Debatable

I was raised to believe in the power of rational debate to test ideas and discover truth.

This optimistic little fantasy has suffered much through my encounters with reality.

Nevertheless, here are some articles that present debatable ideas. I am open to the suggestion that I have got things wrong. Learning from mistakes and advancing to a new and better understanding by cooperative debate is what good people do.

Having said that, I should flag a few deep-seated opinions of mine that might be hard to shift:

  • I’m an atheist. Most of the time I think that religious belief is what takes over when thinking stops.
  • I’m a materialist. I think that the mind sits in the brain and the brain in the body, and that without the physical bits, there’s nothing going on.
  • I think that democracy is the best form of government, even if this leaves open huge arguments about what makes democracy work.
  • I’m sure the world is horribly complicated, and that most ideological positions involve oversimplifying how stuff works.

What do you think?

Debatable articles:

AutumnPersimmons

4 comments

  1. Hi Craig. Just a few random comments on your four “hard-to-shift opinions”, that might stimulate some more thought.

    – I think a better word for “what takes over when thinking stops” is spirituality. That can describe a meditative state where you are simply experiencing and noticing the experience without trying to understand or categorise anything. Religious belief is what happens when you START thinking about that experience and trying to understand it in terms of beings, forces or mythical events. Unfortunately we all know where that can lead.

    – A materialist? But most of the things that are important to you don’t exist in the material world. Hope, pain, meaning – none of these are made of fundamental particles. (And let’s not start on whether quarks and leptons actually exist anyway.) What about a song? (Not a rendition of the song, the song itself.) That’s nowhere in physical space. So are all these things just figments of my imagination?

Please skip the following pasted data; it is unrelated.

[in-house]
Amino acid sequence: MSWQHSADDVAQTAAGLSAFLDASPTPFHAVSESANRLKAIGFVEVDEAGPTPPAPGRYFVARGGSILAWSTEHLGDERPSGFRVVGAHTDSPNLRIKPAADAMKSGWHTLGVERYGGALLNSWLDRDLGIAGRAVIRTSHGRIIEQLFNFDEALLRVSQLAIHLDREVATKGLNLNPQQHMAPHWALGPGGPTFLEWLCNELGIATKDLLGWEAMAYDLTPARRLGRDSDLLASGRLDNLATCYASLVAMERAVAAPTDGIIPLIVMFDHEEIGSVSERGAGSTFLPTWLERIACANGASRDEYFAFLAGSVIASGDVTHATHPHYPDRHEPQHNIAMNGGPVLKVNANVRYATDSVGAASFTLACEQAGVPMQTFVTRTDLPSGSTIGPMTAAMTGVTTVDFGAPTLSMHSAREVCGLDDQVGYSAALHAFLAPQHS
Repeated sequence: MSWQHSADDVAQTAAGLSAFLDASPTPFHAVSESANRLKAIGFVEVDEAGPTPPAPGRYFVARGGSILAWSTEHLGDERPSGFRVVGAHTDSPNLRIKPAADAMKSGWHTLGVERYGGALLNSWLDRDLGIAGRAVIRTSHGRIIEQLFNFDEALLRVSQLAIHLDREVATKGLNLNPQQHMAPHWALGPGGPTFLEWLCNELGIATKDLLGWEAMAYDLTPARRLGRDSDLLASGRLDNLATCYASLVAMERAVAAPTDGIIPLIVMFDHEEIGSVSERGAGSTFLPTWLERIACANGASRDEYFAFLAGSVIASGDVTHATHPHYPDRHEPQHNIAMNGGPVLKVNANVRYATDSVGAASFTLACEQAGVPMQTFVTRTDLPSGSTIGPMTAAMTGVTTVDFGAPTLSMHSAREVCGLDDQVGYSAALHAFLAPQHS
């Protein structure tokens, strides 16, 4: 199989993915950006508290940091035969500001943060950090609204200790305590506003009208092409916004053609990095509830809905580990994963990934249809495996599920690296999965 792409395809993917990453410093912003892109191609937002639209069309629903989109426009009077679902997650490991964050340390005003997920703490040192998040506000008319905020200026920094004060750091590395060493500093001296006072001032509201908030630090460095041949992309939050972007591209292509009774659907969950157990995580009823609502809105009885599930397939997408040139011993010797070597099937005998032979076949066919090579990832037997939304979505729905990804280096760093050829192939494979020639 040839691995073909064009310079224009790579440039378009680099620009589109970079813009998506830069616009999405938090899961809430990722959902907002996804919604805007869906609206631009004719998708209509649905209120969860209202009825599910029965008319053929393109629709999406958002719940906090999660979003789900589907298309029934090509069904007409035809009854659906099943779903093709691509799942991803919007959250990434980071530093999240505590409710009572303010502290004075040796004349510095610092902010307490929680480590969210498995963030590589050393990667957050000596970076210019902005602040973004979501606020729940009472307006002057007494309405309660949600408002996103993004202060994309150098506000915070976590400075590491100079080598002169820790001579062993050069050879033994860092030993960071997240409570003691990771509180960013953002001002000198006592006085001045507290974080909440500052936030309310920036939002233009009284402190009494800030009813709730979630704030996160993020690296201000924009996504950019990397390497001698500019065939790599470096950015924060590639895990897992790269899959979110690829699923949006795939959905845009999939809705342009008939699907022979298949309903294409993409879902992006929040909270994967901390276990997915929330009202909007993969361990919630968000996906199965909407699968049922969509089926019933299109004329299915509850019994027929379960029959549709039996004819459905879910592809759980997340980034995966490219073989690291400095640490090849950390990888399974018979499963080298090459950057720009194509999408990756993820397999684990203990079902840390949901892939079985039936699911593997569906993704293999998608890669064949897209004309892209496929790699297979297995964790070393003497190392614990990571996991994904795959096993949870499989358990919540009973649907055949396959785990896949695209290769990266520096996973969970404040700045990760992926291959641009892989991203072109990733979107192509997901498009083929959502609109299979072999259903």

– Democracy is very important, but in my view REPRESENTATIVE democracy has become so corrupted that it needs to be at least partially replaced with something else. Have a look at http://www.newdemocracy.com.au.

    – On point four I’d say you’re not wrong.

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    • Hi Rob,

      Thanks for taking the time to respond to my notes. Thanks for the tip about http://www.newdemocracy.com.au — I love the idea of someone investigating democratic methods in a scientific way. I haven’t had time to investigate it detail, but I surely will.

      I guess I should be more careful when making phrases: “Most of the time I think that religious belief is what takes over when thinking stops” sounded good when I wrote it, but it is vague, and means more or less to different people.

      Plenty of things can be going on when thinking stops, and meditation is one of them, and singing, and any number of good mental states. I was having a shot at religious belief because it seems to me that people often resort to a religious belief when they want an answer and thinking isn’t giving them the answer they want. You are right to point out that a lot of thinking is religious. Thinking based on religious belief is just thinking based on untenable premisses.

      I am absolutely a materialist, and of course I don’t deny that I have a mental life. I think that hope, pain, songs and the many other phenomena we find quite real all are rooted in materiality. No hope without a physical entity feeling hope. No pain without a physical entity feeling pain. No songs without at least one impression of the song in a brain somewhere. In short, no dualism, no Platonic ideals, no second plane of existence that is separate from the material world.

      I don’t find much use for the word ‘spirituality’, because most people who use it are holding the door open to the possibility that there is another world, another dimension, a life after death. Maybe I’ll write some more about that one day.

      Best wishes, Craig

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  2. So a week after my gorgeous husband (an avowed atheist like yourself) died, a parcel arrived from a woman i had never met. Her note of introduction said she had been a friend of Phil’s when they were at high school and that they had kept in touch. She had not seen or heard from him in ten years. She had been walking along the beach the morning after he had died and he spoke to her, asking her to call me to say that he was okay and happy. She argued that i would be unlikely to be very receptive to such a call from a total stranger (which, also being an atheist myself, is very true). So he told her to look down and there at her feet was a beautiful shell. He asked her to send the shell to me with his message, which she did. Imagine my existential angst when i opened the parcel to find a shell that matched two others i have at home. Both collected on diving trips in the south pacific and not shells typically found in southern Victoria.

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